Fed up Nigerians have are now calling for the resignation of the minister in charge of the power, Babatunde Fashola. Despite accusations of incompetence, Fashola, a former governor of Lagos, Nigeria’s biggest commercial city, has been quick to assure a sceptical public that the government is on top of the situation.
“The problem is with us,” he admitted. “The problem is with gas. The problem is with transmission. The problem is with the way the privatisation exercise was conducted, But as I have said before, I am not going to lament what has happened in the past. I am going to move on.
He went on to imply that previous governments were to blame for the problem, and the Buhari administration had been left to pick up the pieces. This it would: “This is a problem that has been here for 16 years, to put it mildly. I have been here for less than a 100 days, and I think we can solve this problem if you give us the tools that we need to do it.”
The government is investigating the expansion of forms of renewable energy like solar power
He added: “I think that this problem can be solved, and the day that we feel that it cannot be solved, I will gladly come and tell you that I don’t think it will work.”
Paul Achu a former member of staff at the PHCN) told NewsAfrica that weak infrastructure was the main cog in the wheel of progress as it constrained effective distribution of power supply. Gas constraints account for the loss of about 1,500 MW, according to recent data from the National Control Centre (NCC) in Osogbo, Osun state in southwest Nigeria. “The thermal power plants, which rely on gas account for 81 per cent, so any disruption of gas pipelines impacts heavily on electricity supply,” he pointed out.
At the peak of the current crisis, the distribution companies were allocated what was available at the grid. Ikeja Electric was allocated 237.09 MW representing 15 percent of generated power; Ibadan Disco and Abuja Disco received 205.48 MW and 181.77 MW respectively representing 13 per cent and 11.5 per cent capacities; Eko Disco got 173.87 MW representing 11 percent capacity; Benin and Enugu received 9 percent each translating into 142.25 MW each. Kaduna and Kano Discos got 8 percent each or 126.45 MW each. Port Harcourt received 102.74 MW or 6.5 per cent; while Jos and Yola received 86.93 MW and 55.32 MW. Both capacities stood at 5.5 and 3.5 per cent each.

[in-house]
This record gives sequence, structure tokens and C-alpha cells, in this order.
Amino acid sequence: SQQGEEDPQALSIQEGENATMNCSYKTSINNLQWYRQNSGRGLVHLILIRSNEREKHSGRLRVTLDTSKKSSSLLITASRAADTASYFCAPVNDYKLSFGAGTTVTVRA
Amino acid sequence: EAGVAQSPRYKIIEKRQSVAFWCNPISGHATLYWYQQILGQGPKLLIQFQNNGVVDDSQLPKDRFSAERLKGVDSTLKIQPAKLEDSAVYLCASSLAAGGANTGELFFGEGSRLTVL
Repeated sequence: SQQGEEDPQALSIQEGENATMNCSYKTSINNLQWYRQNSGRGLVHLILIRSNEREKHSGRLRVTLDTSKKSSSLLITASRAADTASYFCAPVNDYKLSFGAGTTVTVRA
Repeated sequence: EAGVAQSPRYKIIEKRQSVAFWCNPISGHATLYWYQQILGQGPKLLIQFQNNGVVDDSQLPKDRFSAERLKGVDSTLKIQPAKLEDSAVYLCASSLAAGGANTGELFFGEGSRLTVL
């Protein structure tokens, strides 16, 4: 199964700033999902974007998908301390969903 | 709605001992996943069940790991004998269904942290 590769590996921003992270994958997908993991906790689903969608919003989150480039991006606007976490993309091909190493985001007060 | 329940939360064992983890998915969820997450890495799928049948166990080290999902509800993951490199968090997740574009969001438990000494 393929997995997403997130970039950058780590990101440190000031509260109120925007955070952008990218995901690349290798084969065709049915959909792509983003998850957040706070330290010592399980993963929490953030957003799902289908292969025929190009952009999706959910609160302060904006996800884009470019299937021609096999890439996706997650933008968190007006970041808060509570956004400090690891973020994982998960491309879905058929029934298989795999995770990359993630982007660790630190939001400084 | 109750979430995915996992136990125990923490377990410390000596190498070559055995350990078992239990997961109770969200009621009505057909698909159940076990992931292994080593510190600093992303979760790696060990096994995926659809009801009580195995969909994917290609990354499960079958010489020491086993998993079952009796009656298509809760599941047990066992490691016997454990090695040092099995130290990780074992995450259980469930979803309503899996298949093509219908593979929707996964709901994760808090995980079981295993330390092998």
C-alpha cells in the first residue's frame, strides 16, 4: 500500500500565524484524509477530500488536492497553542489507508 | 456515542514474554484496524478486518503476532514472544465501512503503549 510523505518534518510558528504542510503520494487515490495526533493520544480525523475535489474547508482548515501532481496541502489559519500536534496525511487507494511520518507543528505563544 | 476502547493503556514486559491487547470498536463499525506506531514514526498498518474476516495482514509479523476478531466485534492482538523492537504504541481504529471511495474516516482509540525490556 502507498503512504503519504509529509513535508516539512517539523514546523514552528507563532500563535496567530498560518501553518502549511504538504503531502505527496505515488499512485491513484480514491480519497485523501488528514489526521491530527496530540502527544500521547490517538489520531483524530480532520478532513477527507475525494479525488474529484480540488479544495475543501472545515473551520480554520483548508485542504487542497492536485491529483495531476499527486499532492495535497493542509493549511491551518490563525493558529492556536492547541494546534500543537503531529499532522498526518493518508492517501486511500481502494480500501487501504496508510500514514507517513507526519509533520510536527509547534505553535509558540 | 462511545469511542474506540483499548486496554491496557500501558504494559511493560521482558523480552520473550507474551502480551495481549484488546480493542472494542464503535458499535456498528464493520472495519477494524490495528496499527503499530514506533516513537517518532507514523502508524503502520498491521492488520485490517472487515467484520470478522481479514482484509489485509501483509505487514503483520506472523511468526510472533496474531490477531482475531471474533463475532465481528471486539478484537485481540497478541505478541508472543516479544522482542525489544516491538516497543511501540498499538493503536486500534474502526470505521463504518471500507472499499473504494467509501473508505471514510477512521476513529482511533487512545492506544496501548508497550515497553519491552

A number of large gas-fired hydropower generating states remain out of action due to equipment failure. For instance, the six - unit capacity Egbin Power in Lagos, the biggest power station, suffered a major setback when one the units was unable to function due to a problem with the generator circuit breaker. Another unit was shut down because of gas constraints. Consequently, normal power generation of 1,320 MW was reduced to 800 MW.
Similarly, according to officials at the Kainji Power Station in Niger state, unit IG7 was out of action due to a faulty electric motor, unit 1G8 was out of action due to loss of supply to the auxiliary, while unit IG9 was out of action due to problems with the station service transformer and generator transformer.
The story at Jebba Hydro Plant on the River Niger was no different as it lost almost the same capacity as Kainji producing only 343 MW because component failed to function due to lack of maintenance. The Shiroro Hydro Plant on the River Kaduna in Niger state, also suffered major setback generating only 300 MW as a unit tripped during emergency shutdown.
Investigations also revealed that Alaoji Power Station, near Aba, Abia state, with a capacity of 1,074 MW, was only producing 69.4 MW from the one unit that was available because another had broken down.
At the time of the crisis Geregu Power Station in Ajaokuta in Kogi state, with 434 MW capacity, produced only 133 MW, due to gas constraints. Unit GT21 and Unit GT 22 tripped due to high differential pressure while GT23 was on ‘spinning reserve’.
Omotosho and Olorunsogo in Ondo and Ogun states in southwest Nigeria respectively also produced far below installed capacity. Experts attribute these failures to gas constraints, vibration troubles, generator transformers, and isolator problems as well as generation and high inlet differential pressure.